The Unity of Character and Plot

Several years ago, at the North Carolina Writers Network conference, I attended a session where the instructor claimed that character is plot. While I understand her point, I think she went too far. Many things happen in our lives that we can’t control. In fiction, the response to external events demonstrates character and propels plot. But generally, by the end of the story, the protagonist becomes proactive instead of responsive, and the protagonist’s positive action creates the climax.

Character and plot must work in harmony. For the story to be believable, the actions the character takes must be consistent with the character you’ve created. For instance, imagine if two of Shakespeare’s great tragic figures, Hamlet and Othello, were the protagonist in each other’s stories. How would those plays go?

Act I, Scene 1: The ghost of the old king tells Othello to avenge the old king’s death by killing Claudius.
Act I, Scene 2: Othello kills Claudius.
The End

No story, right? And if Iago hinted to Hamlet that Desdemona were cheating on him, Hamlet would answer, “You cannot play upon me.”

For the two plays to work, Othello‘s hero must display extraverted, sensing, judging energy, while Hamlet‘s hero must display introverted, intuitive, perceiving energy.

Keep in mind, though, that when under extreme stress, people (and characters) behave in ways they never would otherwise. In Writing the Breakout Novel, Donald Maass advises novelists to imagine something their character would never think, say, or do—then create a situation where the character thinks, says, or does exactly that. If it’s critical to your story that your character behave in uncharacteristic ways, put that character in an environment of increasing stress, until the point that the character’s “shadow” takes over. Isabel Myers defined the “shadow” as the inferior function. It is the least developed, and the one least likely to be used in a rational and mature manner—even in the best of times. When someone is under stress, and the inferior function takes charge, the results can be disastrous.

In your own stories, do character and plot work in harmony? If a character behaves in an uncharacteristic way, be sure to show that the character is under enough stress to make the action believable.

There Must Be Some Misunderstanding: Leveraging Personality Type for Effective Communication

The Myers-Briggs theory teaches that we each have preferred ways of communicating. But our preferences may not be the best way of making the message clear to the audience. When writing, we have the luxury of editing what we wrote. Not so in speech. Either way, misunderstanding can ensue when we don’t adequately consider the needs of our audience.

Sensing vs. Intuition

Often, preference isn’t about what we do, but the order in which we do it. For instance, when I’m writing a scene for a novel, I start with the dialogue. Once that’s in place, I’ll add gestures, facial expressions, and movement. Setting and sensory detail come last, because sensing is my inferior function. That part of the scene doesn’t have meaning for me until the rest of the scene is in place.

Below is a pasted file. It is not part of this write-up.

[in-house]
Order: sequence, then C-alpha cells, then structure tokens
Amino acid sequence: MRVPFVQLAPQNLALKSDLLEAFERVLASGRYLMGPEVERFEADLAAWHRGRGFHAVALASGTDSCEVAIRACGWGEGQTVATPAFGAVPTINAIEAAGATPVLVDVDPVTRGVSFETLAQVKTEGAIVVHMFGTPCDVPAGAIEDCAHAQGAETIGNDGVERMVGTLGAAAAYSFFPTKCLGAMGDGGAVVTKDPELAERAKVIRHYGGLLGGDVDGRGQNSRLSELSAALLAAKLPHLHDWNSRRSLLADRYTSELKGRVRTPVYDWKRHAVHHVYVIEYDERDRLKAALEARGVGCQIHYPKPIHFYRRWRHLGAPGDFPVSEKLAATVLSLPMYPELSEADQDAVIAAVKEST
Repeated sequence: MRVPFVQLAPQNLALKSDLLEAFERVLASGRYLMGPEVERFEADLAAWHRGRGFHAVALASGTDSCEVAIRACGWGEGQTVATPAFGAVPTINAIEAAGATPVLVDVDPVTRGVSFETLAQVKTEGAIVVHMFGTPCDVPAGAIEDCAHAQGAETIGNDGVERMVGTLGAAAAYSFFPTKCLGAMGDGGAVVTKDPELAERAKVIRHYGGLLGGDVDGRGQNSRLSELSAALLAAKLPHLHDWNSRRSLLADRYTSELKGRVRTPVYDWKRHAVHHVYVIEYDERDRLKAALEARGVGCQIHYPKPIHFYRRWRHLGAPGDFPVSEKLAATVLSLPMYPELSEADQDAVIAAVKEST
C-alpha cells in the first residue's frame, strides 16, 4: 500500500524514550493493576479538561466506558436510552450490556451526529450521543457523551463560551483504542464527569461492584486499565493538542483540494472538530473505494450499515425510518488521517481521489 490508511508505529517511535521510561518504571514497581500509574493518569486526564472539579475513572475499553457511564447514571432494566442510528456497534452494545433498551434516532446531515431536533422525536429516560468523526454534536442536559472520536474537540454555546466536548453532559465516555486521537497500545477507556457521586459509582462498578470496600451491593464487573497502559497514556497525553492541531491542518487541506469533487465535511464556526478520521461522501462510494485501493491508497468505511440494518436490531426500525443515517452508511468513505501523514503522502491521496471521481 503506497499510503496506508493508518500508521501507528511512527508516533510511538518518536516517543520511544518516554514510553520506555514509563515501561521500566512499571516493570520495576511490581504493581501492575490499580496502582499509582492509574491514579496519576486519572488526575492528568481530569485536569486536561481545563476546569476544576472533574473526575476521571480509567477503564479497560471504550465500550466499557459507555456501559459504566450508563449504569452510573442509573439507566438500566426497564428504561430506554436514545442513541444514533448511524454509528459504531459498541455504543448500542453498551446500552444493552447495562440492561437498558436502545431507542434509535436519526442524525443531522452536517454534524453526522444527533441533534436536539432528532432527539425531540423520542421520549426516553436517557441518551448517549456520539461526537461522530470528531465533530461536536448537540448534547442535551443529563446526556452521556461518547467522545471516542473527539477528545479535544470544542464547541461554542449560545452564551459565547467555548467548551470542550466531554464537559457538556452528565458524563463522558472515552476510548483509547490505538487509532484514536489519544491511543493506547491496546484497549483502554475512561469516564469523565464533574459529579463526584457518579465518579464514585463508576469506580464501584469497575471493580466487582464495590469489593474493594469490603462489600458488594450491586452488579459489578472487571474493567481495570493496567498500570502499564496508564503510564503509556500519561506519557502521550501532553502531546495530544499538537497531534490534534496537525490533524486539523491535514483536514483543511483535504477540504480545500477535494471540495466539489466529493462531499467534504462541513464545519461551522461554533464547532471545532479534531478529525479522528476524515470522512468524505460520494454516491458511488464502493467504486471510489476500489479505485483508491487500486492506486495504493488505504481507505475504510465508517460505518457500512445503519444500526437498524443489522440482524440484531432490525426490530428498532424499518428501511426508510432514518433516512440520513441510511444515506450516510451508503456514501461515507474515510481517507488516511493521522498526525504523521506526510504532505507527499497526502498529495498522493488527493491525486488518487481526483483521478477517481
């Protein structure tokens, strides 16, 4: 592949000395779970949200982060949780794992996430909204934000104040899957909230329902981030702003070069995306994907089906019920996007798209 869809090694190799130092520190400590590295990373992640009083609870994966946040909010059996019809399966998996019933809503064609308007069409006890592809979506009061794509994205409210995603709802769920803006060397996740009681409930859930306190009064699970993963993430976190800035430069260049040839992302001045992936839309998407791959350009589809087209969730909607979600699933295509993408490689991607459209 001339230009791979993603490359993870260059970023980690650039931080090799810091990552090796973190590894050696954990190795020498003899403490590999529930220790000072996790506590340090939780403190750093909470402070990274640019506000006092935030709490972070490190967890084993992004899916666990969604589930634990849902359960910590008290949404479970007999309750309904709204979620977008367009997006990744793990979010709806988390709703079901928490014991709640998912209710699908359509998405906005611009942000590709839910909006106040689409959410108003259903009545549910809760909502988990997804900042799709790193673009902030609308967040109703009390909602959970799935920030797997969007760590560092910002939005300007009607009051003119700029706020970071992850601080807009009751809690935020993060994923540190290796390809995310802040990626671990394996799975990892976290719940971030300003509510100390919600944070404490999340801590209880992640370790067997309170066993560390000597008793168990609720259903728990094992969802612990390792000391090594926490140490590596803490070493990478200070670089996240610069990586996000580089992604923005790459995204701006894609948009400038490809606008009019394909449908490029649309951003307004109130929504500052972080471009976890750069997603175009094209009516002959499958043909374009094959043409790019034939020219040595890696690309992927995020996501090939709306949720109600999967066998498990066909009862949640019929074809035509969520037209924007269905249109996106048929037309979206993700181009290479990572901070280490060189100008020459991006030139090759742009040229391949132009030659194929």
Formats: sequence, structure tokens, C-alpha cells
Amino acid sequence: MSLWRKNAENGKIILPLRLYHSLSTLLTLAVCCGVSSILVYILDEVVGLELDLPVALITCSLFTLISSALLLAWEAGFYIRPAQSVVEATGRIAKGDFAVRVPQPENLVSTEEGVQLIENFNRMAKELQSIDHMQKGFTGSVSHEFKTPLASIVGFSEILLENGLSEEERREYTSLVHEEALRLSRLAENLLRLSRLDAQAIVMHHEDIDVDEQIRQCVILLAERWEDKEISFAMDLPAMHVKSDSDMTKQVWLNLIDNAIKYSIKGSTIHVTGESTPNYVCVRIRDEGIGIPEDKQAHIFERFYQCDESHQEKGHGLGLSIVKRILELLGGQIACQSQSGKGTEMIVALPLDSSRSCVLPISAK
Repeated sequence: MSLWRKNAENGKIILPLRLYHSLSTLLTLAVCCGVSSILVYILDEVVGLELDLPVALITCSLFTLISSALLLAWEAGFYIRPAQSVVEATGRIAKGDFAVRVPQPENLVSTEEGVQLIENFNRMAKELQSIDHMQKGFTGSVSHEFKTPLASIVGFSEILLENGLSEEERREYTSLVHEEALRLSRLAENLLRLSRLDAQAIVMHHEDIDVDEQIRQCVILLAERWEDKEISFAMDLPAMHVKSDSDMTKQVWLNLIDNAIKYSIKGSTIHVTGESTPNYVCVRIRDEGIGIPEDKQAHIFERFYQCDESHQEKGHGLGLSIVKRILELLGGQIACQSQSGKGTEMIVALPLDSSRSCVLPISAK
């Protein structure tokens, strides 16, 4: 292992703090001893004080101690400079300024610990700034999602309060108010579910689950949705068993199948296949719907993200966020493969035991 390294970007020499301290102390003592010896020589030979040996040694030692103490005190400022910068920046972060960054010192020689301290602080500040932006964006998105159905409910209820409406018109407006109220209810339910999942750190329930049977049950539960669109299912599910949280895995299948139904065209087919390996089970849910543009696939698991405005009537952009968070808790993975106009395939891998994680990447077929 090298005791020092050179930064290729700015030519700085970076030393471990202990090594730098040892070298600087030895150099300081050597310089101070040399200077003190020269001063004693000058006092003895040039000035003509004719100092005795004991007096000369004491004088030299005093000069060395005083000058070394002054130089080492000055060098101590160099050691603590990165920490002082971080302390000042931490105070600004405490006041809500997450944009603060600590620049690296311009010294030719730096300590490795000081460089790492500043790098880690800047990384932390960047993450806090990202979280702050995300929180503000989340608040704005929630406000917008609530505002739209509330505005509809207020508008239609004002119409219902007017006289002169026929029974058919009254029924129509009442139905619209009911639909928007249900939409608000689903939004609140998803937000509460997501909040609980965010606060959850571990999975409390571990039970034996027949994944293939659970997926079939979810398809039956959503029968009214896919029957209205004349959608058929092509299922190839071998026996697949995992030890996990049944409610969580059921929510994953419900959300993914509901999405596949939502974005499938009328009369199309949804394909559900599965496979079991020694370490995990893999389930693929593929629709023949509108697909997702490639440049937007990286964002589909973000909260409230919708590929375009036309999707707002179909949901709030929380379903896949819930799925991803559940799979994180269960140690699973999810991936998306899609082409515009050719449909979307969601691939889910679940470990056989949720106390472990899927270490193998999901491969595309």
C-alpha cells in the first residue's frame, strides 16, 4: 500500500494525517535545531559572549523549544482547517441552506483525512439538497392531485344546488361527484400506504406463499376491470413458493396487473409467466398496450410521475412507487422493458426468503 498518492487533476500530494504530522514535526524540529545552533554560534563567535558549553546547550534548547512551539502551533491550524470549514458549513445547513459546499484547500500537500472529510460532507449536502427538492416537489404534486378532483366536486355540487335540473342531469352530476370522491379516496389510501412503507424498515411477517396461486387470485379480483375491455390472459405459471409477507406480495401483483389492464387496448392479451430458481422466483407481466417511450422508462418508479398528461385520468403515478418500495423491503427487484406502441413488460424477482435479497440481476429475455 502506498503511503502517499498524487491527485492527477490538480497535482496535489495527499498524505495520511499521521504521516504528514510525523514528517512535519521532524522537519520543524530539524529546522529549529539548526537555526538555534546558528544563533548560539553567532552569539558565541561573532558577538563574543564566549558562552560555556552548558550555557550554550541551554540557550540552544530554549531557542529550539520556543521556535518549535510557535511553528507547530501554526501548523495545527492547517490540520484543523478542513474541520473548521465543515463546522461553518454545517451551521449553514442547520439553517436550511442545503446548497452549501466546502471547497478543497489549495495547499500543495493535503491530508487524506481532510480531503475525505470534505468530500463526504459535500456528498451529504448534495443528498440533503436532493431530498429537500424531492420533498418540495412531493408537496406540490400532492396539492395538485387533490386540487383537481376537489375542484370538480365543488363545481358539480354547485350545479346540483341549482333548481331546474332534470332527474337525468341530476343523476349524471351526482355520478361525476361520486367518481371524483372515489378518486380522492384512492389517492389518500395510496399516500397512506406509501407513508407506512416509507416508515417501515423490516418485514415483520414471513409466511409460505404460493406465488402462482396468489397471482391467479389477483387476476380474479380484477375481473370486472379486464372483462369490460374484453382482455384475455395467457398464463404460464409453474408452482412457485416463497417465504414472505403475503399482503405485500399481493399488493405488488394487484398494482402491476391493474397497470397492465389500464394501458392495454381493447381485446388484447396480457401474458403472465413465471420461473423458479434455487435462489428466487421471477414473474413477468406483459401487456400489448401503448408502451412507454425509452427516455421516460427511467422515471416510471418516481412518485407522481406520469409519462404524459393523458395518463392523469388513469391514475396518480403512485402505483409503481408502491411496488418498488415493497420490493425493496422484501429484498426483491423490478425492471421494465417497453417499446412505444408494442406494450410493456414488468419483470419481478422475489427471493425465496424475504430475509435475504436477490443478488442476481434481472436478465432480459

But the setting elements of the scene must come first for the reader. Readers can’t immerse themselves in the scene until they know when and where it’s taking place, and which characters are there. Is the environment light or dark, quiet or noisy? Are the characters happy, angry, or frightened?

So, too, in spoken communication, Continue reading “There Must Be Some Misunderstanding: Leveraging Personality Type for Effective Communication”

Yesterday and Today: Introverted vs. Extraverted Sensing

Child stopping to smell the rosesWriters often get lost in their heads. If they didn’t, they might never get any work done. But for those with a preference for introversion and intuition, it can be difficult to reconnect with the real world. I suspect that writers in general, and IN types in particular, suffer from chronic sensory deprivation. We have to make an effort to interrupt our writing and indulge our senses.

To stay grounded, I keep crayons near my computer so I can play with color combinations. I have a pack of gum on my desk for calorie-free flavor. I burn scented candles and listen to music. These little things offer me a much-needed reality break.

INFJs like me extravert their sensing function. Extraverted sensing experiences the world in all its vibrancy. It sifts through sensory data and identifies what is most relevant and most critical in the current situation. It seizes opportunities as they present themselves. It troubleshoots and seeks a tactical advantage. It wants immediate gratification.

By contrast, introverted sensing relates the present situation Continue reading “Yesterday and Today: Introverted vs. Extraverted Sensing”

Dreamcatchers: Introverted vs. Extraverted Intuition

Japanese fan unfoldedThe protagonist in my novel-in-progress is an ENFP. With her dominant extraverted intuition, she’s constantly looking for new possibilities. A defense lawyer, she’s driven by a desire to help her clients make a better life. Her concept of reality is fluid: she moves effortlessly between what is and what could be. She can entertain contradictory ideas at the same time. She  envisions many different ways in which a scenario could play out. Before she makes a decision, she consults her family and friends to winnow her ideas.